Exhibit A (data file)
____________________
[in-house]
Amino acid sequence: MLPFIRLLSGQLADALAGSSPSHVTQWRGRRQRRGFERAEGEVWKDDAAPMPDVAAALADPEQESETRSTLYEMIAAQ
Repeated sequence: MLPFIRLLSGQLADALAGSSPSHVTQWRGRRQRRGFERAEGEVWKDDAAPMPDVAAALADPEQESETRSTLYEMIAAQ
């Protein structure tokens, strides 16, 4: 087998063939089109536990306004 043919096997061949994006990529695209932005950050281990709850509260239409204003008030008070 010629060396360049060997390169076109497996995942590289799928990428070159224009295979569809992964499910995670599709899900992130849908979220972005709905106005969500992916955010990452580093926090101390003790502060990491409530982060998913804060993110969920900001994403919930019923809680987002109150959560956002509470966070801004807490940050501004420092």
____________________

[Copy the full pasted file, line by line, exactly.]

[in-house]
Amino acid sequence: MLPFIRLLSGQLADALAGSSPSHVTQWRGRRQRRGFERAEGEVWKDDAAPMPDVAAALADPEQESETRSTLYEMIAAQ
Repeated sequence: MLPFIRLLSGQLADALAGSSPSHVTQWRGRRQRRGFERAEGEVWKDDAAPMPDVAAALADPEQESETRSTLYEMIAAQ
């Protein structure tokens, strides 16, 4: 087998063939089109536990306004 043919096997061949994006990529695209932005950050281990709850509260239409204003008030008070 010629060396360049060997390169076109497996995942590289799928990428070159224009295979569809992964499910995670599709899900992130849908979220972005709905106005969500992916955010990452580093926090101390003790502060990491409530982060998913804060993110969920900001994403919930019923809680987002109150959560956002509470966070801004807490940050501004420092």